Shoulder pain is a very common complaint, affecting patients of all ages. Gradual ‘wear and tear’ of soft tissue, or an acute injury of bones and ligaments within the joint can cause chronic pain. Shoulder pain can often be quite debilitating, interfering with all aspects of daily living. Locating the primary cause of the pain determines the type of treatment necessary to effectively eliminate the pain, and restore function and mobility to the shoulder.
The shoulder is one of the most sophisticated and complicated joints of the human body. It allows a high degree of mobility, but lacks bony and soft tissue stability. It is a ball-and-socket joint consisting of the humeral head (ball) from the upper arm and the glenoid (socket) from the shoulder blade.
A series of four muscle tendons, known collectively as the rotator cuff (supraspinatus, infraspinatus, teres minor, subscapularis), surround the shoulder keeping the humerus in its proper place. The biceps muscle in our arm also connects to the top of the shoulder joint by way of a tendon.
Rotator Cuff Tear
What is the rotator cuff?
The rotator cuff is made up of four small muscles and tendons that help rotate and stabilize the shoulder joint. Collectively they are used to perform overhead motions such as lifting our arms to comb our hair, dressing ourselves, or reaching for an item on a top grocery shelf. The most commonly involved rotator cuff tendon is the supraspinatus. The other three tendons are subscapularis, infraspinatus and teres minor.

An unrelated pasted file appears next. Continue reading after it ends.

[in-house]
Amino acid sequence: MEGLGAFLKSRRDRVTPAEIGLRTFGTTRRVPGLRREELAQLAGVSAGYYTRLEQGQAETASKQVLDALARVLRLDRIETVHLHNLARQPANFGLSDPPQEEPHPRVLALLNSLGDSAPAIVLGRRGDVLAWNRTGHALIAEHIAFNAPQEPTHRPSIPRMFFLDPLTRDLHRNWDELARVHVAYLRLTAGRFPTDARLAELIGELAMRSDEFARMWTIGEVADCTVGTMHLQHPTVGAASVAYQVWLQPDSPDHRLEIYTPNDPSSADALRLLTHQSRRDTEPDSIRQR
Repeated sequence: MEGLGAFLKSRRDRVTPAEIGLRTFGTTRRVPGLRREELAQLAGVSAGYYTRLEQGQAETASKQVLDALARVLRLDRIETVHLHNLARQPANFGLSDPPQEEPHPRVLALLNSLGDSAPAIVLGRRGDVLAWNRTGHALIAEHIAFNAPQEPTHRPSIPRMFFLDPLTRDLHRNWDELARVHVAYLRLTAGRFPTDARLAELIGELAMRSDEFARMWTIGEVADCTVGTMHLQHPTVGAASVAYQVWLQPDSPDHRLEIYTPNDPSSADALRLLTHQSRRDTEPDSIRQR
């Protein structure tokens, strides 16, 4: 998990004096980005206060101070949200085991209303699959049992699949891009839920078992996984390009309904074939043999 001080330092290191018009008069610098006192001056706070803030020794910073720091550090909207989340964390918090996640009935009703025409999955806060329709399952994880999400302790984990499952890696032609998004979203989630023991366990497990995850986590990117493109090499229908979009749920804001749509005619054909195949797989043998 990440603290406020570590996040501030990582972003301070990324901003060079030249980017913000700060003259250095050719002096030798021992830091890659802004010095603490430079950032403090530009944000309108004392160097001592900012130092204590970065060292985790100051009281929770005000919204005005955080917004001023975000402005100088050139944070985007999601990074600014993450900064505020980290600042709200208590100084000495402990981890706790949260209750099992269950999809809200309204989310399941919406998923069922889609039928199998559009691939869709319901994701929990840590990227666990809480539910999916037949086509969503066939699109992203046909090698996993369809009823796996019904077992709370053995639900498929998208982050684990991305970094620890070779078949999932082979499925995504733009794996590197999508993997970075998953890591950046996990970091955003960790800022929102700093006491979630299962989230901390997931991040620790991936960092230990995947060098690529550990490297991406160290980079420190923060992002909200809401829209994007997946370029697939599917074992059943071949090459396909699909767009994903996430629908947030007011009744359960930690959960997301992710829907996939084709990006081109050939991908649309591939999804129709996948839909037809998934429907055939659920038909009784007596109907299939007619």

The shoulder joint is a ball-and-socket joint – the ball being the humeral head and the socket the glenoid. The functions of the individual rotator cuff tendons vary depending on where they attach to the humeral head. The supraspinatus tendon attaches to the top of the humeral head.
Shoulder impingement is the condition of inflammation of the tendons of the shoulder joint. It is one of the most common causes of pain in the adult shoulder. The shoulder is a ‘ball-and-socket’ joint. A ‘ball’ at the top of the upper arm bone, humerus, fits neatly into a ‘socket’, called the glenoid, which is part of the shoulder blade, scapula. Shoulder impingement is also called as swimmer’s shoulder, tennis shoulder, or rotator cuff tendinitis.
Impingement results from pressure on the rotator cuff from part of the shoulder blade (scapula) as the arm is lifted. It is more likely to occur in young and middle aged people who engage in physical activities that require repeated overhead arm movements.